The conflict in Cameroon apparently moves many people here. The hall was filled to capacity. Laurent Goetschel made the introduction to the topic. He is Professor of Political Science at the University of Basel and Director of the Swiss Peace Foundation (swisspeace) in Berne. He described the theoretical framework of conflicts and then went into the Cameroonian parliamentary elections of 7 October 2018.
Paul Biya, already 35 years in power, has regained it. There were riots and shootings, many voters from the Anglophone provinces did not even dare to go to the polls. On the one hand out of fear of the threat of violence, on the other hand out of resignation that Biya would win anyway and that the opposition would take even harder action against them if there was a high turnout. A phenomenon that can also be observed in other countries, said Goetschel.
"There will be conflicts as long as there are people," continued the professor of politics. In every society living together is a very complex thing and, especially in the African context, structures from the colonial era repeatedly lead to conflicts. With regard to Cameroon, for example, this means that French companies still have an important role to play today and thus influence the economy and politics, which inevitably leads to tensions.
Language borders at the origin of the conflict
Lumumba Togho Mukong, regional coordinator of Mission 21 in Cameroon, then devoted himself to a specific aspect of the conflict: the French-English language border that runs through the country. The linguistic diversity is actually firmly anchored in the constitution of Cameroon. The government is urged to respect and cultivate this diversity. On the other hand, there is the linguistic divide that runs through the various institutions of the country. As an example, Lumumba Mukong cited the school system, where the timetables for the subjects French and English are not coordinated, making it impossible to exchange the two language traditions.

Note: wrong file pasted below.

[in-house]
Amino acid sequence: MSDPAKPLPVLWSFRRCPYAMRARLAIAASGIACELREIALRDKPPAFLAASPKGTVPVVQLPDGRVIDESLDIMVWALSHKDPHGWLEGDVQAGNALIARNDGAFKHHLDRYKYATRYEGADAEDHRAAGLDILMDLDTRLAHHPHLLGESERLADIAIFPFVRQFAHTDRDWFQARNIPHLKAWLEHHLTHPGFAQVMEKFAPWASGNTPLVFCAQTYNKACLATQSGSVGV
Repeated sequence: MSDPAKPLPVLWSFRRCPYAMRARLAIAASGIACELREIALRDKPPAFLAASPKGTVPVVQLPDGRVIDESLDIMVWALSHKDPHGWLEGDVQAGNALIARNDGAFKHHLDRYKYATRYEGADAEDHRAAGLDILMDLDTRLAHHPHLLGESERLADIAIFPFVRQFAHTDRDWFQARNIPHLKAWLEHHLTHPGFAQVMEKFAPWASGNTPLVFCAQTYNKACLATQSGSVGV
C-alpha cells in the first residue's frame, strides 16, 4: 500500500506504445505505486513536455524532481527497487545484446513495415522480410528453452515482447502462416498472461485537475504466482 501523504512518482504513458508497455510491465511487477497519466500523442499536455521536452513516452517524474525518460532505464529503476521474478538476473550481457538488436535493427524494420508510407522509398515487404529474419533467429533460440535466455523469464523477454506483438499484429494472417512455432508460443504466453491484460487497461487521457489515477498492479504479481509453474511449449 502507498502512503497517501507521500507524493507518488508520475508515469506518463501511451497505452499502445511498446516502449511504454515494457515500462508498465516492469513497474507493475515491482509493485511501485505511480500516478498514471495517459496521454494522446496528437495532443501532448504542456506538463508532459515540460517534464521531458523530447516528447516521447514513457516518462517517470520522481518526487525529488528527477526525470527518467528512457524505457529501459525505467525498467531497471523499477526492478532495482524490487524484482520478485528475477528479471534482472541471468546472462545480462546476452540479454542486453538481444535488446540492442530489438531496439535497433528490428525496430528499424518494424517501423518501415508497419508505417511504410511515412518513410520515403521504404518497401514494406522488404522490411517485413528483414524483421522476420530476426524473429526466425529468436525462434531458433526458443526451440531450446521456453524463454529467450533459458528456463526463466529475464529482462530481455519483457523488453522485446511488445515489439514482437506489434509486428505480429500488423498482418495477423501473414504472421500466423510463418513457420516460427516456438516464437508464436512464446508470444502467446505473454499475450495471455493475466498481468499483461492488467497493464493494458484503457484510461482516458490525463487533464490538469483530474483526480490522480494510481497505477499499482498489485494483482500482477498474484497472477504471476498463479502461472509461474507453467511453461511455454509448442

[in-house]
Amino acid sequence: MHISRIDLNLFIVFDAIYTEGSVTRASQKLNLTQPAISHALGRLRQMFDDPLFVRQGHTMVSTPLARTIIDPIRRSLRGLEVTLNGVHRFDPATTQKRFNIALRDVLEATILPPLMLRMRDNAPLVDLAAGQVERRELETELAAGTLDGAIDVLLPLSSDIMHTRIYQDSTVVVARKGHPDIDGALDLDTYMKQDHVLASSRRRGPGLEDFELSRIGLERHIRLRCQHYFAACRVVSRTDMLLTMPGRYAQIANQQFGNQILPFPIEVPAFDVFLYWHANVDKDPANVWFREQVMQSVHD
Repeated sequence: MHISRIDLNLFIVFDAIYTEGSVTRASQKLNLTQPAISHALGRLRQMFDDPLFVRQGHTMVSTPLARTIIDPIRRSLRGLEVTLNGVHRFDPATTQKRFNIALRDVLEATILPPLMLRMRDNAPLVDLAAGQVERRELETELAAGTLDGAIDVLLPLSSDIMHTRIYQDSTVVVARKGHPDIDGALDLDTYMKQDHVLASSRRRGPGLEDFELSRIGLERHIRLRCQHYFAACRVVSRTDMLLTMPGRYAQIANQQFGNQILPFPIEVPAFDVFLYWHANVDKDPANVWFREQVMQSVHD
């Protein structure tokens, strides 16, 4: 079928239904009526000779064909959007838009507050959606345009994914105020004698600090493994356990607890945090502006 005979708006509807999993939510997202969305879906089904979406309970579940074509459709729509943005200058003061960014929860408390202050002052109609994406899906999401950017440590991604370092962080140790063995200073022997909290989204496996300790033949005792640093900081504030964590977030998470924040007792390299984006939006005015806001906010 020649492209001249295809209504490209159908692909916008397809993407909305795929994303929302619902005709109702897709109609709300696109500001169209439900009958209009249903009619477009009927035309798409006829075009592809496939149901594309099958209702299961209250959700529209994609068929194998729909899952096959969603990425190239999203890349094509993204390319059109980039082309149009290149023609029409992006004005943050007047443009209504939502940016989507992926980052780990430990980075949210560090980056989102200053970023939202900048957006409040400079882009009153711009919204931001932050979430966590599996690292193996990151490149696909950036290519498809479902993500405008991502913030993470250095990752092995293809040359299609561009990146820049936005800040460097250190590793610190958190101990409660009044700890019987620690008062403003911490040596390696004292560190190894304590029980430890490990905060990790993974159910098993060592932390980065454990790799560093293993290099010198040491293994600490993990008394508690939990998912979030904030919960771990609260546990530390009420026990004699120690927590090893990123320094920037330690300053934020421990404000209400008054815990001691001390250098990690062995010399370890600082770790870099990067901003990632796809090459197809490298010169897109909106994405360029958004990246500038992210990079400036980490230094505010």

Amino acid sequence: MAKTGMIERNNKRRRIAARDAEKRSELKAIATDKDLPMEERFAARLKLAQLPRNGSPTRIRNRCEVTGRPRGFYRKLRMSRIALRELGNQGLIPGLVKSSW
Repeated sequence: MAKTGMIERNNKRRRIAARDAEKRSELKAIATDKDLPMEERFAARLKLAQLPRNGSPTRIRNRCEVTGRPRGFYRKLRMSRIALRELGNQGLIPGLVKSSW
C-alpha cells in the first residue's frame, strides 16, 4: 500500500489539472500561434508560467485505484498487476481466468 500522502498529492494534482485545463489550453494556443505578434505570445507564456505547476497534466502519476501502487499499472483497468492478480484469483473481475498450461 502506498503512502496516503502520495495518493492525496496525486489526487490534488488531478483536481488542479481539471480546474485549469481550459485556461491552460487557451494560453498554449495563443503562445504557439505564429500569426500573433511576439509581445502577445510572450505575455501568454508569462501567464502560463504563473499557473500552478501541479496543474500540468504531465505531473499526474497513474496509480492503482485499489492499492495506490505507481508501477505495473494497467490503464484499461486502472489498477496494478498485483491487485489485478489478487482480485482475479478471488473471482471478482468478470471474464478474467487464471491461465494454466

And here, too, the colonial legacy plays its part. After the colony of Cameroon was divided up and passed from Germany to France and England, the language border was established. When Cameroon gained its independence, the Anglophone part had the choice whether to belong to the English-speaking Nigeria or to the Francophone East Cameroon. One referred to the cultural unity and joined the latter. But to this day the central government still lacks appreciation for the provinces in the West and their linguistic tradition.
Another interesting element of this event was the large number of participants who attended. Some of them spent part of their lives in Cameroon and brought their experiences and knowledge from the past as well as from today into the group. This resulted in a committed discussion with many exciting questions, with which the topic of the crisis was further deepened. The many requests to speak testified to the existing interests for the conflict and undoubtedly contributed to the success of the event.
Text and Photos: Robin Hill